In order to more closely resemble his subject, the Pirates of the Caribbean star had the upper half of his face covered with prosthetic and 50 different headpieces were created to mimic Bulger’s receding hairline. “Johnny, his make-up artist and I looked at all the surveillance footage of Bulger and knew we had to change his hairline and that he had to put on weight because Whitey was a stockier, muscular guy,” says Cooper.
“We had to get his physicality just right but Johnny is a brave actor and never afraid to take chances.” Depp’s transformation proved disconcerting to his fellow cast members. “I met Johnny in the production office with his tattoos and denim jeans- the iconic look I grew up with,” says the Australian actor Joel Edgerton.
“So for the majority of time I spent with him on set as Jimmy, it didn’t feel like there was much Johnny in there at all.” Cooper was determined to make Bulger as human as possible. “You want to get the story right,” he says, “I wanted to portray him as a very human figure who happened to be a criminal. Whitey was a dangerous, notorious figure but he was a man who was so many things to so many people; he was a father to one child who died and a loving brother but in the end his crimes speak for themselves.”
Depp, 52, and Cumberbatch, 39, make unlikely brothers but their good cop-bad cop dynamic is compelling in the film. “We don’t quite know what the relationship between the two brothers was like and how much Billy Bulger knew,” Cooper says. “But Benedict really understood the heart of this man and who Billy was to his community. Any time I visited Benedict’s trailer or his apartment in Boston, he was continually watching footage of Billy.”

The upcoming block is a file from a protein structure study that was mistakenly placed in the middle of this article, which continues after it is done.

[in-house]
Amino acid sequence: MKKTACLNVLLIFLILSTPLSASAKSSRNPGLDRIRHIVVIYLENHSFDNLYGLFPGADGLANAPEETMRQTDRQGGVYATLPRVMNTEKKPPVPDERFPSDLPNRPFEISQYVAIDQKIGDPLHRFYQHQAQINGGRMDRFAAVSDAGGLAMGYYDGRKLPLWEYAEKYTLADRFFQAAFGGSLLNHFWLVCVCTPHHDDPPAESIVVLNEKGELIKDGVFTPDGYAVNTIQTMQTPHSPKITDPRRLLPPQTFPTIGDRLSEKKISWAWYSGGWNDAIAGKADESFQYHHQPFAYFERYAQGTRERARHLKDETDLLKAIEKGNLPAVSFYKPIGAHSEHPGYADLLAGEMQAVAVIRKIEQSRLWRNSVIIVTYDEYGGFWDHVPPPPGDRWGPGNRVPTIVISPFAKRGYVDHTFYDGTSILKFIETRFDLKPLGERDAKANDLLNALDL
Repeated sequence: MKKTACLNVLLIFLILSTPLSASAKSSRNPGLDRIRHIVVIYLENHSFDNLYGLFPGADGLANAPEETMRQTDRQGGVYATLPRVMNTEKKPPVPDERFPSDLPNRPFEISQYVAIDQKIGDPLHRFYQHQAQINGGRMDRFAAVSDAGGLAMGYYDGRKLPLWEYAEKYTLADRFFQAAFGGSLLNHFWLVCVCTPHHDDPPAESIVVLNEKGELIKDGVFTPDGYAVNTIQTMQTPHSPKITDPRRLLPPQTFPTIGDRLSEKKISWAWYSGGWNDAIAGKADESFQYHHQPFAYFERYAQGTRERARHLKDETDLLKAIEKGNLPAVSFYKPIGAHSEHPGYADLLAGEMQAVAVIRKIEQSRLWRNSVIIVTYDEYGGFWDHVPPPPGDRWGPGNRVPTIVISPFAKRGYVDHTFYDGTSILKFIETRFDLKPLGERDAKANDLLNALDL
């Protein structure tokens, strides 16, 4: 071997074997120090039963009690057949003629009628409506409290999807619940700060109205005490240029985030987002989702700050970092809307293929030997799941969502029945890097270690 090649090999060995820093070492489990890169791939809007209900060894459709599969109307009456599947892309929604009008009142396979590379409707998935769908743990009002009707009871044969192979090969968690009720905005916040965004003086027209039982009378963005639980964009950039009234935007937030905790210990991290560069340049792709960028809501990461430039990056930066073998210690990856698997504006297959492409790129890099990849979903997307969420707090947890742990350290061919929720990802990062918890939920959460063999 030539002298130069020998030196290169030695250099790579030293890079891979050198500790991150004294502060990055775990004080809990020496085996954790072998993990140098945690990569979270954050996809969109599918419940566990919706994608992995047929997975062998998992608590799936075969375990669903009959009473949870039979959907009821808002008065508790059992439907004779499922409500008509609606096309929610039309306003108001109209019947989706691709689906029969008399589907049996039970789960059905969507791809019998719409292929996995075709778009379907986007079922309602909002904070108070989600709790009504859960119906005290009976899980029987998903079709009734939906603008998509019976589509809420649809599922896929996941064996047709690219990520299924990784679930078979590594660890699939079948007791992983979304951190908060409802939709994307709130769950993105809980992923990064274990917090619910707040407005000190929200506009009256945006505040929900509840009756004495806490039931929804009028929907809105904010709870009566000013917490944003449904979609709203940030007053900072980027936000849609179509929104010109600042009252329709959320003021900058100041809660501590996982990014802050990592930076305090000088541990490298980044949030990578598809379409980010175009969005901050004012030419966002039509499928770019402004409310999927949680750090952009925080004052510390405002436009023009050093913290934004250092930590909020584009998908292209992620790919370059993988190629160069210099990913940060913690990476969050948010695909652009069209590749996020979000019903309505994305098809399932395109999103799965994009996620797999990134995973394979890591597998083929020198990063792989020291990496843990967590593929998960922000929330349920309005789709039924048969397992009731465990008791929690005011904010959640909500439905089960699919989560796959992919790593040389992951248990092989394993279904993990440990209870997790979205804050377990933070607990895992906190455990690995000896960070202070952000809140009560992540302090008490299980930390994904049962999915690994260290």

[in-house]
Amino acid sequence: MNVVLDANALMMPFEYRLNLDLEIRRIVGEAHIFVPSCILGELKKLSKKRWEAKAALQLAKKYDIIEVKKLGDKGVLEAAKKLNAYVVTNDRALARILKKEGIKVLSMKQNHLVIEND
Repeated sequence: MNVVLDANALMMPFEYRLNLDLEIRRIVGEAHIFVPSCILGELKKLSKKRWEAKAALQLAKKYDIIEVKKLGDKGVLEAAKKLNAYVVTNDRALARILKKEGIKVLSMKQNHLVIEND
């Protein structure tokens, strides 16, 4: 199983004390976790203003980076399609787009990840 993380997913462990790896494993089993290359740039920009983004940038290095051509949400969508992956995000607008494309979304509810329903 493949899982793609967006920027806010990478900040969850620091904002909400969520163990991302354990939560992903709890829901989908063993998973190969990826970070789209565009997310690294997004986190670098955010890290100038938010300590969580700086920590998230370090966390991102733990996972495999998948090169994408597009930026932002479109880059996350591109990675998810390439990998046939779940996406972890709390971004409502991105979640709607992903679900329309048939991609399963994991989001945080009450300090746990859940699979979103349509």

Black Mass was shot on location in South Boston.
“It could not have been shot anywhere else,” says Cooper. “I shot in every corner of the city and the citizens of Boston for the most part welcomed us with open arms.” In many ways Black Mass is a portrayal of a bygone Boston era. Yet Edgerton can testify to the strong feelings that still run high in South Boston about Whitey Bulger.
“When I came to America to film Black Mass I came through the Canadian Border Patrol system and the guy stamping my passport was from South Boston, “ he says. “He knew I was an actor and I told him what I was about to do.
He said, only kind of jokingly, “You better not f**k it up!” As I was walking away, the next person in queue said, ‘Don’t f**k it up!” Confounding the warnings Edgerton received at border patrol, all the signs are that Black Mass will enjoy a more successful fate than the doomed Valhalla mission that helped set in motion Whitey Bulger’s demise.